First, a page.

The whole “rest” gig – the Sabbath – is one of the ways I struggle to practice being a Jewish wife.  I mean, I know that Sabbath is not ONLY a Jewish thing.  But how many Christians do you know that are serious about an actual day of real rest?  Certainly it’s not a thing I have felt strongly admonished to in a lifetime of working out what it means to follow Christ.  While it’s not a thing that NEVER has come up as I’ve studied and been taught, it sure doesn’t come up much.

None of that is to blame my lack of ability to rest on the church or on any of my spiritual leaders – that would be total bull puckey.  I’ve read the scripture, I HAVE heard/read some instruction on the subject.  I am without excuse, where teaching is concerned.

I can’t mark the spot where I started forgetting how to rest.  I know that once upon a time, I was good at it.  And then there was a passage where I “rested” too much – though it wasn’t so much rest as the inertia of depression.  Then there was massive, sweeping change in my life – a total rewrite of my script and even of who I have understood myself to be.  Then I got productive.  And more productive.  And MORE productive.  I was an efficient multi-tasking machine, astonishing myself and others at what I could pile into a day.  Even then, I was still fitting some rest in there – maybe not an intentional once-a-week thing, but some.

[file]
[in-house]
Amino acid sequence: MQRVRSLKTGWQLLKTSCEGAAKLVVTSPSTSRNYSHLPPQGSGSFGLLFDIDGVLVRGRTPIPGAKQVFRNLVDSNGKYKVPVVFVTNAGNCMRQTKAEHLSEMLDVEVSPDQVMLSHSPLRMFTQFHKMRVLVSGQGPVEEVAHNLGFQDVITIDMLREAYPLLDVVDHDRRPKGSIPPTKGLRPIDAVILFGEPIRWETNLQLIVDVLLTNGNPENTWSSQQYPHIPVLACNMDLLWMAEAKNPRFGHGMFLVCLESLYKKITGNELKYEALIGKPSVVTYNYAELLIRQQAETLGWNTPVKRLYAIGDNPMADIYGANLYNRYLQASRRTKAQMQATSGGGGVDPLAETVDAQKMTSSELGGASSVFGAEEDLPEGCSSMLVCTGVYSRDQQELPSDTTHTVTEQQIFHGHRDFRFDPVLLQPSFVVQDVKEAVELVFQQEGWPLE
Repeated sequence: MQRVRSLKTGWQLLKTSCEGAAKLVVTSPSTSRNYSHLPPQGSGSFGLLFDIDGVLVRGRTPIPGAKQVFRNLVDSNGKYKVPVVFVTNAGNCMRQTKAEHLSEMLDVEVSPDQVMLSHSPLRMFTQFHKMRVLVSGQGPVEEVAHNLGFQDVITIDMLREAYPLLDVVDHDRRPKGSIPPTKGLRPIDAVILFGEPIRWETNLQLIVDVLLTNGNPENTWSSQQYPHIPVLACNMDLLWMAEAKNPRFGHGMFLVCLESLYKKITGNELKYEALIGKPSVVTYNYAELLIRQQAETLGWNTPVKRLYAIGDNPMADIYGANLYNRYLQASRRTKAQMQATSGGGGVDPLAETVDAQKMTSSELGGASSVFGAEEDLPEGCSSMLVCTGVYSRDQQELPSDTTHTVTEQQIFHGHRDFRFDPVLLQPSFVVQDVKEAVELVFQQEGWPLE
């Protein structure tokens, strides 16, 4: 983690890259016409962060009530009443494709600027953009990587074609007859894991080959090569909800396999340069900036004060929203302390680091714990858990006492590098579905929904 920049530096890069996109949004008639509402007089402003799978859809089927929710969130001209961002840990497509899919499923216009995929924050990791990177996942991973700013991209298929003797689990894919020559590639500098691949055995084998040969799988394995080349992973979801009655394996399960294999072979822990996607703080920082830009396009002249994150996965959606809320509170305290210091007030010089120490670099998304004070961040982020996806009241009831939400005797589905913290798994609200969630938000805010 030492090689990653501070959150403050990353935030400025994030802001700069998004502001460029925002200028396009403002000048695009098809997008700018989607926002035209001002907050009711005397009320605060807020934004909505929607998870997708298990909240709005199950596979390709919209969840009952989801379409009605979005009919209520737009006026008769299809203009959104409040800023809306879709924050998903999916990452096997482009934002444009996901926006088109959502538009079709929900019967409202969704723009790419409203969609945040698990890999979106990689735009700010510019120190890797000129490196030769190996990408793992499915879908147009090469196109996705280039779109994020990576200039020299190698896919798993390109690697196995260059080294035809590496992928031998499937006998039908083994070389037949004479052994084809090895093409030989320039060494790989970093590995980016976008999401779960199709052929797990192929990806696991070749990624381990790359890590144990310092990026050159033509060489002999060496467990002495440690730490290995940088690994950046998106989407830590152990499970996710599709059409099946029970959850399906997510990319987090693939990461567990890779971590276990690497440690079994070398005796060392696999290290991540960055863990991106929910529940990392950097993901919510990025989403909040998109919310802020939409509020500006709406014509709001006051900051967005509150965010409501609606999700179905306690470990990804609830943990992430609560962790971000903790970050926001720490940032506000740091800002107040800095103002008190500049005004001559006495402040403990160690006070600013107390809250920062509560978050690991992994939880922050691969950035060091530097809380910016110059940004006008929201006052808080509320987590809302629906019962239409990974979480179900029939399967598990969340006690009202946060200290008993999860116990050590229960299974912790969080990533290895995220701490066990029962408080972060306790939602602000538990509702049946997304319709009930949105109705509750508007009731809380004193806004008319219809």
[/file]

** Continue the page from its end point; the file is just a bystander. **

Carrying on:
Somewhere along the way, though, I lost my grip on rest.  I am almost constitutionally incapable of a day of rest at this point.  When I get a day off, I fill it with tasks that I say are “restful for me.”  Things like organizing the basement, cooking a week’s worth of food, cleaning the garage, scrubbing walls and ceilings.  Sometimes I fit in things that might really count as rest – puttering around the yard, riding my bike, going for a walk, writing…but it’s hard for me to allow those things unless I also do the getting-stuff-done things as well.

I’m pondering all of this today because yesterday was my 3-month check-in with my chiro/functional medicine practitioner, whose help is giving my life back to me after fatigue had locked itself in to steal my life in increments of both 2 extra hours of sleep needed daily to function, and also a constant weariness that made me wish I was in bed basically every hour of the day that I was not.

When we meet, she requires me to turn in a several-page document that updates her on how I’ve been feeling and also what I’ve been eating in the past couple of days.  The bulk of our meeting is going over that document with me talking and her very actively listening, questioning, drawing more information out of me.